Let’s face it, America has not done a very good job of reconciling its ugly and painful history of racism and oppression against African Americans and other people of color. The predominant attitude seems to be that what happened in the past stays in the past and that history has little to no bearing upon current happenings within our society. Sadly, as illustrated in the tragic murder of Trayvon Martin and in the aftermath of the acquittal of George Zimmerman, this could not be further from the truth. In this case, race played a significant role in the fact that Trayvon Martin, a young African American male, was profiled and stereotyped by Zimmerman as a criminal who was “up to no good,” as he walked in the rain through a gated community in Sanford, Florida.The lingering perception of the Black man as criminal and suspicious has plagued young African American men since the days of slavery and beyond. In fact, throughout the South following the abolition of slavery, laws were created that made standard behavior by Black men a crime and led to high rates of incarceration for that segment of the population. Continue Reading

Obesity solution: Better junk food or food justice and urban farming?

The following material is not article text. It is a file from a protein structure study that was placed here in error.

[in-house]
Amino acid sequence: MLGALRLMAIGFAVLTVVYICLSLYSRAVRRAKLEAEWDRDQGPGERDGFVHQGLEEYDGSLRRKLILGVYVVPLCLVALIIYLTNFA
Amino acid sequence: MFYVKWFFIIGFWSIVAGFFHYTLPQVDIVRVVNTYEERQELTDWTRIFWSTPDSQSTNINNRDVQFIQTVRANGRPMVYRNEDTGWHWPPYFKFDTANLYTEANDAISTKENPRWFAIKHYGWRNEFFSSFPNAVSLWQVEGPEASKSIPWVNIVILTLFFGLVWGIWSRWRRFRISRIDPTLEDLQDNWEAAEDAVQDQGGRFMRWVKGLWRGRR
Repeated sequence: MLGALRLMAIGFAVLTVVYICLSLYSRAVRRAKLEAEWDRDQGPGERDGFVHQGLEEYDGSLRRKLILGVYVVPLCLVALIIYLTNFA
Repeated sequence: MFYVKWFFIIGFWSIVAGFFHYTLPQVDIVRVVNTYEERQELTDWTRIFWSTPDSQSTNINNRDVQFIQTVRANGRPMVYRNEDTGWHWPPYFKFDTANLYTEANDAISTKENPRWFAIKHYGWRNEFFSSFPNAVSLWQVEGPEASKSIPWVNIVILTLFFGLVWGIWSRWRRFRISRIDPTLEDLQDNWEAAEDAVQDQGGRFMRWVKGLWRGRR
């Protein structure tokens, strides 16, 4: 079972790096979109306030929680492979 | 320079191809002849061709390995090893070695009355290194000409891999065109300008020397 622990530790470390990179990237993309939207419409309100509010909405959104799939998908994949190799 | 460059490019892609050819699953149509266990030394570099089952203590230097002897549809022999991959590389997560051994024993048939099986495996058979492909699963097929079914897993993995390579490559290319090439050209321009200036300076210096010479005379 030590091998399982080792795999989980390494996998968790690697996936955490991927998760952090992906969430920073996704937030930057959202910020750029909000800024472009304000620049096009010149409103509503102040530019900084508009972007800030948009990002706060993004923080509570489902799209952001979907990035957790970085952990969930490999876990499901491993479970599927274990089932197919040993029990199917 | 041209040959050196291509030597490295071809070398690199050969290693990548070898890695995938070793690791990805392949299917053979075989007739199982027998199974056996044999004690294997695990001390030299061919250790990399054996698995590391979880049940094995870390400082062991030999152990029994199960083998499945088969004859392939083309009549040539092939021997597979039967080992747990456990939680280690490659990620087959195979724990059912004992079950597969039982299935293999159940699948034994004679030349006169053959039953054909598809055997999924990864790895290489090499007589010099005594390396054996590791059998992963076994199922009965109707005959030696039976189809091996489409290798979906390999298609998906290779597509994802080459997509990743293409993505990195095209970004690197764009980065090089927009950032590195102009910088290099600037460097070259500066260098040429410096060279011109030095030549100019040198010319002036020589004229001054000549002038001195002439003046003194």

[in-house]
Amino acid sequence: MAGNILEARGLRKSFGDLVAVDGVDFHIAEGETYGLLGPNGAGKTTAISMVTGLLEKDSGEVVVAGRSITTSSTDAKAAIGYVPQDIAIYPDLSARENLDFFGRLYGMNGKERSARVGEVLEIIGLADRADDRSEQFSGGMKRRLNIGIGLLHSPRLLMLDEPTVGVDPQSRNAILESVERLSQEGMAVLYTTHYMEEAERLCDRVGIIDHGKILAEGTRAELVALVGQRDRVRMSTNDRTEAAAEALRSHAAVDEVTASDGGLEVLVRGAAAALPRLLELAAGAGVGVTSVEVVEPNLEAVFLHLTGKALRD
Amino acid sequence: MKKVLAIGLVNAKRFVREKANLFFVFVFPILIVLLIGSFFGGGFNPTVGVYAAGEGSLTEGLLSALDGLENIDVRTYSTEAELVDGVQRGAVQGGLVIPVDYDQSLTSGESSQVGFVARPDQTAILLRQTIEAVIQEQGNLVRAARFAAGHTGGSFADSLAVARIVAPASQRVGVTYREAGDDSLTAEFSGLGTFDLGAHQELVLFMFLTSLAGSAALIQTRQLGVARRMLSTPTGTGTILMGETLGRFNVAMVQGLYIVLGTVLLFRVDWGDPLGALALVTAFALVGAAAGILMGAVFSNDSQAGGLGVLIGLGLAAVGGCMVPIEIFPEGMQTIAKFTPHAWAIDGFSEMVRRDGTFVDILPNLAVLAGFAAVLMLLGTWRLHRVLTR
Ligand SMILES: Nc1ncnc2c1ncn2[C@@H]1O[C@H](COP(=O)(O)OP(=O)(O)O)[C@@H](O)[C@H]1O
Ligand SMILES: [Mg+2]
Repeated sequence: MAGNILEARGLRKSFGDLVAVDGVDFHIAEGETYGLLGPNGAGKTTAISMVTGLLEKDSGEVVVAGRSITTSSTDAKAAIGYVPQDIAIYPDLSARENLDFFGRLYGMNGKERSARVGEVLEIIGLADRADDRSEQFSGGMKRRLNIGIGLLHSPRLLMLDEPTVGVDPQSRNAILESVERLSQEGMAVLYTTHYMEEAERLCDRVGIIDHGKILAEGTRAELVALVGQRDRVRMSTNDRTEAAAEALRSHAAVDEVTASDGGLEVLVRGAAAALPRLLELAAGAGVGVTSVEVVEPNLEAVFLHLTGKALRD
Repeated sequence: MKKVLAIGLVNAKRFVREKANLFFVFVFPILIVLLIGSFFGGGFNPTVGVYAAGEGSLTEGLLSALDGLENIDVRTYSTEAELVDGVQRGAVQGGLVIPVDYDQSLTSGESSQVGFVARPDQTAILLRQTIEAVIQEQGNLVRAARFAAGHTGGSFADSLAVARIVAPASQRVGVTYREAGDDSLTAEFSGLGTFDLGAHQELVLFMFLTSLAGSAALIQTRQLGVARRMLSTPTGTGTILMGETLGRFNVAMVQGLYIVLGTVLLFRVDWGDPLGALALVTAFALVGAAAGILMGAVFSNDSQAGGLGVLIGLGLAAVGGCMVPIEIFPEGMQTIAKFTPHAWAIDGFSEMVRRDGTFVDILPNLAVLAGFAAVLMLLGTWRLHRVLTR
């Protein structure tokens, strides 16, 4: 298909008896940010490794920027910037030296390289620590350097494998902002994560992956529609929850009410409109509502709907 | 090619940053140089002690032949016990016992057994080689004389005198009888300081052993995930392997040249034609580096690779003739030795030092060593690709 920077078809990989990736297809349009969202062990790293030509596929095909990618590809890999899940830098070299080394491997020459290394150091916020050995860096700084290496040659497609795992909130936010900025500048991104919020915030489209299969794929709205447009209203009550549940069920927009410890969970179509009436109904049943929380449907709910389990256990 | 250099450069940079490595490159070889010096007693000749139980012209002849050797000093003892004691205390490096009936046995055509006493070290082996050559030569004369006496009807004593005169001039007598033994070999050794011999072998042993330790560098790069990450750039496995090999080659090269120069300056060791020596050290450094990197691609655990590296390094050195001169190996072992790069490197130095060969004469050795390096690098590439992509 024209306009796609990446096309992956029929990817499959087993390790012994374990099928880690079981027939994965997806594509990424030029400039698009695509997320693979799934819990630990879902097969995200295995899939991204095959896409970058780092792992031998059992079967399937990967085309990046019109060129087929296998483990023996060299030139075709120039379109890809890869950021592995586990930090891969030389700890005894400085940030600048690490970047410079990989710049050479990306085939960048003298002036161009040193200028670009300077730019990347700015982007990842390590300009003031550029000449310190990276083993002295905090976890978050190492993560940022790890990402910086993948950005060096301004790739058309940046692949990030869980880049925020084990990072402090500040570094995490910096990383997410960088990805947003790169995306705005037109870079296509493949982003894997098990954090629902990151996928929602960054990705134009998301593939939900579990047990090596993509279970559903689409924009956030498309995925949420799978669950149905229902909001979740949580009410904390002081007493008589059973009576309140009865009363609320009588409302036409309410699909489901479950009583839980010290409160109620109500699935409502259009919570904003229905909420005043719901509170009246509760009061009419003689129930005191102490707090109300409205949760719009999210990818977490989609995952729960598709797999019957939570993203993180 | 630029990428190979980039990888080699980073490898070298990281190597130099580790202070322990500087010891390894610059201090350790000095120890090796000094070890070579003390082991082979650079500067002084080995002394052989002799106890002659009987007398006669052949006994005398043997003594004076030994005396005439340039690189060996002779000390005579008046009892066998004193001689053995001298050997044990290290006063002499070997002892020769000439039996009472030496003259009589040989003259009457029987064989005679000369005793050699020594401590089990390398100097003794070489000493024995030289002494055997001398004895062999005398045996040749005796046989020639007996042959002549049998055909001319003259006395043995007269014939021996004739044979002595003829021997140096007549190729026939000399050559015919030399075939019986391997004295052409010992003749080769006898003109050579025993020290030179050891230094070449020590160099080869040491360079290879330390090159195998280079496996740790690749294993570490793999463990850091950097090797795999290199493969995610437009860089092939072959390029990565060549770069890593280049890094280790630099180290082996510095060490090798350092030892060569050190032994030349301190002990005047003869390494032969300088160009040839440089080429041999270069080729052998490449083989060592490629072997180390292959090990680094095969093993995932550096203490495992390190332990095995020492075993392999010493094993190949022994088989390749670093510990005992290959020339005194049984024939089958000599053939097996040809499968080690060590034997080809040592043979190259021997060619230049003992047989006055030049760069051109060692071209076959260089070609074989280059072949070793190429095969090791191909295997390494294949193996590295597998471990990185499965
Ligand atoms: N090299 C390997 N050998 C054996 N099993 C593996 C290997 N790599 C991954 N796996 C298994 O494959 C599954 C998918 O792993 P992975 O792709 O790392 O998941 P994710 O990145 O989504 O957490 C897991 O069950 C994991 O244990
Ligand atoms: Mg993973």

Junk food can end obesity insists David Freedman in the current edition of The Atlantic. He also maintains that poor people are more obese and that they can’t/won’t eat fruits, vegetables and other wholesome foods. Thus: better junk food is the healthy solution for poor people.Really? I have a few choice words for Mr. Freedman, but better than my words — let’s take a look at people who are working to provide a different answer, in poor neighborhoods and inner cities.LaDonna Redmond started working for food justice as a mother on the West Side of Chicago, living in what some people call “food deserts” without much access to organic or non-processed food — the kind of neighborhood that Freedman believes is unwilling/incapable of choosing vegetables over McDonalds. Freedman insists that this kind of neighborhood will benefit from “healthier junk food,” as exemplified by McDonald’s egg-white breakfast sandwich, with 50 fewer calories than the Egg McMuffin.Redmond’s vision is a whole lot bigger. Continue Reading